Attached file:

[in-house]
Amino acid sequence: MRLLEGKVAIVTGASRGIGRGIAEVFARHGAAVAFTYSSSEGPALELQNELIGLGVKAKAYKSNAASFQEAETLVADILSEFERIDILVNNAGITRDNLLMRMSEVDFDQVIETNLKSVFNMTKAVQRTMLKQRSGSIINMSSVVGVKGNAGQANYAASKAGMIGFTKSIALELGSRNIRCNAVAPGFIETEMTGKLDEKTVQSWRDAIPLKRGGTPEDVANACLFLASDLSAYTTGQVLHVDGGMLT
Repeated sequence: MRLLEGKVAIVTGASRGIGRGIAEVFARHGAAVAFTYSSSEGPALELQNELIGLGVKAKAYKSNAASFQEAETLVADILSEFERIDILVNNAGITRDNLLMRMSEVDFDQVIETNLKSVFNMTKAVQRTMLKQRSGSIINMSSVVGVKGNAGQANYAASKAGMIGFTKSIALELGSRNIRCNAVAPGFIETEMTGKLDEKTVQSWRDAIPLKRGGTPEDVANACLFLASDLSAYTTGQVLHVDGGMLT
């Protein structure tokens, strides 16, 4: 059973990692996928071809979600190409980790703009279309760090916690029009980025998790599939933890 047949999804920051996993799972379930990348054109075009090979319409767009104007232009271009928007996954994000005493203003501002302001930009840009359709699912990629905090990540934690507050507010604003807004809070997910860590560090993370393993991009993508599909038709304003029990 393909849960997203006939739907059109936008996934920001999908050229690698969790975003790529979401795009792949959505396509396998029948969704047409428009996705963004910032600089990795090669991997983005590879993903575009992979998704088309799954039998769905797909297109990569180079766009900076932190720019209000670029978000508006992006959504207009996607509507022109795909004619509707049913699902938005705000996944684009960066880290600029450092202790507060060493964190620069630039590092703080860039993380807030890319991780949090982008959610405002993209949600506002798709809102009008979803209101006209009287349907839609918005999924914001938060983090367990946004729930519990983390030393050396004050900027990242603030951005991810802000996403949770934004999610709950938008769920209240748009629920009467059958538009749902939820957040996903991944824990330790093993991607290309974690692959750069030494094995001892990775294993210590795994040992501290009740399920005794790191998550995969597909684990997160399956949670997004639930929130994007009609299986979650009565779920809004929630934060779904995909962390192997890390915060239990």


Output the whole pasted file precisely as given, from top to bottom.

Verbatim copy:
[in-house]
Amino acid sequence: MRLLEGKVAIVTGASRGIGRGIAEVFARHGAAVAFTYSSSEGPALELQNELIGLGVKAKAYKSNAASFQEAETLVADILSEFERIDILVNNAGITRDNLLMRMSEVDFDQVIETNLKSVFNMTKAVQRTMLKQRSGSIINMSSVVGVKGNAGQANYAASKAGMIGFTKSIALELGSRNIRCNAVAPGFIETEMTGKLDEKTVQSWRDAIPLKRGGTPEDVANACLFLASDLSAYTTGQVLHVDGGMLT
Repeated sequence: MRLLEGKVAIVTGASRGIGRGIAEVFARHGAAVAFTYSSSEGPALELQNELIGLGVKAKAYKSNAASFQEAETLVADILSEFERIDILVNNAGITRDNLLMRMSEVDFDQVIETNLKSVFNMTKAVQRTMLKQRSGSIINMSSVVGVKGNAGQANYAASKAGMIGFTKSIALELGSRNIRCNAVAPGFIETEMTGKLDEKTVQSWRDAIPLKRGGTPEDVANACLFLASDLSAYTTGQVLHVDGGMLT
């Protein structure tokens, strides 16, 4: 059973990692996928071809979600190409980790703009279309760090916690029009980025998790599939933890 047949999804920051996993799972379930990348054109075009090979319409767009104007232009271009928007996954994000005493203003501002302001930009840009359709699912990629905090990540934690507050507010604003807004809070997910860590560090993370393993991009993508599909038709304003029990 393909849960997203006939739907059109936008996934920001999908050229690698969790975003790529979401795009792949959505396509396998029948969704047409428009996705963004910032600089990795090669991997983005590879993903575009992979998704088309799954039998769905797909297109990569180079766009900076932190720019209000670029978000508006992006959504207009996607509507022109795909004619509707049913699902938005705000996944684009960066880290600029450092202790507060060493964190620069630039590092703080860039993380807030890319991780949090982008959610405002993209949600506002798709809102009008979803209101006209009287349907839609918005999924914001938060983090367990946004729930519990983390030393050396004050900027990242603030951005991810802000996403949770934004999610709950938008769920209240748009629920009467059958538009749902939820957040996903991944824990330790093993991607290309974690692959750069030494094995001892990775294993210590795994040992501290009740399920005794790191998550995969597909684990997160399956949670997004639930929130994007009609299986979650009565779920809004929630934060779904995909962390192997890390915060239990």